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Wednesday, March 29, 2017
Coalition calls for end to detention of refugee children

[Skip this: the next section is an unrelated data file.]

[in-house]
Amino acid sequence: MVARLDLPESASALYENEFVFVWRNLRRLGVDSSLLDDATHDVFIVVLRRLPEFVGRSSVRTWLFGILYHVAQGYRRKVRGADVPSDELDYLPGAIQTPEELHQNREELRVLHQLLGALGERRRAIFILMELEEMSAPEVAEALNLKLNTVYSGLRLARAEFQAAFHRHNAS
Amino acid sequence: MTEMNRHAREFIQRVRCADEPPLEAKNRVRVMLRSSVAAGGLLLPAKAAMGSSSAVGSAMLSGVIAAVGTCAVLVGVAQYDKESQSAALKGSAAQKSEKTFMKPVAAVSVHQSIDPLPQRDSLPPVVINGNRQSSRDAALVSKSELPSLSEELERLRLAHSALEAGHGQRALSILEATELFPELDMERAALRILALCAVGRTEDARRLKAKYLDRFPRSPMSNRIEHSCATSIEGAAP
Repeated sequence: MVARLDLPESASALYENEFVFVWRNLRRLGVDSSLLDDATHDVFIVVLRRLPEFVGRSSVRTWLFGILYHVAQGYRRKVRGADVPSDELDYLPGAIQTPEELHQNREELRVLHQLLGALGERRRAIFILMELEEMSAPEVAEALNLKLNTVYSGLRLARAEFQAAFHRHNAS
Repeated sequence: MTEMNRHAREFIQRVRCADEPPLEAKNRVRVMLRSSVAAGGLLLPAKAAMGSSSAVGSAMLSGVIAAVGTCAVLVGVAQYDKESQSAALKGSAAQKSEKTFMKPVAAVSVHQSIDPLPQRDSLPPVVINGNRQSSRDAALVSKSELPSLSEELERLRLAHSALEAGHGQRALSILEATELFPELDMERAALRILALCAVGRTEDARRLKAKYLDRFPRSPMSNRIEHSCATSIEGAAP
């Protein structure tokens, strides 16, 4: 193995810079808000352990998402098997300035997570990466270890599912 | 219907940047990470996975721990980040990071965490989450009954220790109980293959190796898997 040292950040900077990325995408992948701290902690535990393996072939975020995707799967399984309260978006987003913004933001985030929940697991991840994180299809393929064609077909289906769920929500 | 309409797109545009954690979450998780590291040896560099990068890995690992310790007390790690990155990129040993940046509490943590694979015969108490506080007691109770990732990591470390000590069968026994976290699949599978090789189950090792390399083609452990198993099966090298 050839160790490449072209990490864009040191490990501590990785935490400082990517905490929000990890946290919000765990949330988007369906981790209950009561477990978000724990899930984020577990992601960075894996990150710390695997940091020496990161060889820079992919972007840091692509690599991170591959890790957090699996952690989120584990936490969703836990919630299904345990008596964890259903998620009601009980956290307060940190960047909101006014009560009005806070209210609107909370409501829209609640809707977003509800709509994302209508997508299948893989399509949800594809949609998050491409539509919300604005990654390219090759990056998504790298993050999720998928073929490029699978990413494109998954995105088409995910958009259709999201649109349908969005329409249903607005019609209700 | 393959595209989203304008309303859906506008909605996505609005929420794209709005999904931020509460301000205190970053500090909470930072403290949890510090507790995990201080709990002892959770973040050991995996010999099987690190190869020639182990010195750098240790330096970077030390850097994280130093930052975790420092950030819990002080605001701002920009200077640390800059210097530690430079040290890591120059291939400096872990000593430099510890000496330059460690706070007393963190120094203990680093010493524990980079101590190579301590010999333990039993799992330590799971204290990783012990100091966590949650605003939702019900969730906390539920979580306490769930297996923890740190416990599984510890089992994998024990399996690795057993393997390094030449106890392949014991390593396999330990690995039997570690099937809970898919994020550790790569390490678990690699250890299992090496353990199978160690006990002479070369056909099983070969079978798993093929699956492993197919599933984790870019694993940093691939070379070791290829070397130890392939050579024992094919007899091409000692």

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¬†A coalition of church organisations and NGOs has issued a policy document today, Universal Children's Day, the International Coalition on Detention of Refugees, Asylum Seekers and Migrants (IDC) launched a position paper calling for the end of the use of immigration detention of children. The document concludes that this practice contravenes international human rights law, in particular the 1989 UN Convention on the Rights of the Child. The position paper highlights the psychological harm - such as depression, disruptive conduct, nightmares, and even impaired cognitive development - caused to children held in immigration detention centres. It urges states to follow the example of Australia and Sweden which use alternatives to detention such as child-friendly supervised release. The alternative models proposed in the paper would enable states to fulfil their obligations under human rights law while also addressing their concerns. The IDC obtained information from its members in 25 different countries on the detention of children in their respective countries in preparing the paper. Only three countries ≠ Spain, Ireland and Hungary ≠ report that their governments do not hold children in closed immigration centres although age determination for older children presented a challenge. The paper highlights bad practices in the UK, US, and Malaysia. In the UK, children can be detained indefinitely. In the US, the government has been forced to investigate disturbing conditions of confinement of immigrant children. In Malaysia, children are detained with adults under harsh conditions including the use of corporal punishment (caning and slapping) as a penalty for immigration offences. Few countries provide statistics on the number of migrant and refugee children detained and the length of their confinement. Where provided, IDC members reported that these official statistics often do not reflect the reality. If children are not counted, then they just do not figure in policy discussions. "Politicians have abdicated responsibility on this issue. The report details how most of the few successes in preventing the immigration detention of children have been made by the judiciary, or by concerned members of civil society. Pressure by NGOs has forced the Australian and Maltese governments to act, limiting the detention of these groups; likewise, the courts in Europe and South Africa have issued judgements against the detention of children. Yet, their governments have yet to respect fully these judicial rulings", added Ms Gallagher. The IDC is a coalition of over 100 non-governmental groups and individuals working in over 50 countries the world providing legal, social and other services, carrying out research and reporting, and doing advocacy and policy work on behalf of refugees, migrants, and asylum seekers who have come together to share information and to promote greater respect for the human rights of detainees. The IDC advocates limiting the use of, seeking alternatives to, and using the least restrictive forms of, immigration detention. The steering committee of the IDC brings together a number of leading international NGOs which share concerns about the treatment of immigration detainees, such as Amnesty International, Human Rights First, Human Rights Watch, Jesuit Refugee Service, Lutheran Immigration and Refugee Service, Women's Commission for Refugee Women and Children, World Council of Churches, and a number of national NGOs. List of countries surveyed: Belgium, Finland, Denmark, Hungary, Germany, Spain, Austria, Ireland, Poland, Netherlands, Malta, UK, South Africa, Egypt, Thailand, Japan, Cambodia, Malaysia, New Zealand, Australia, Canada, USA and Mexico.
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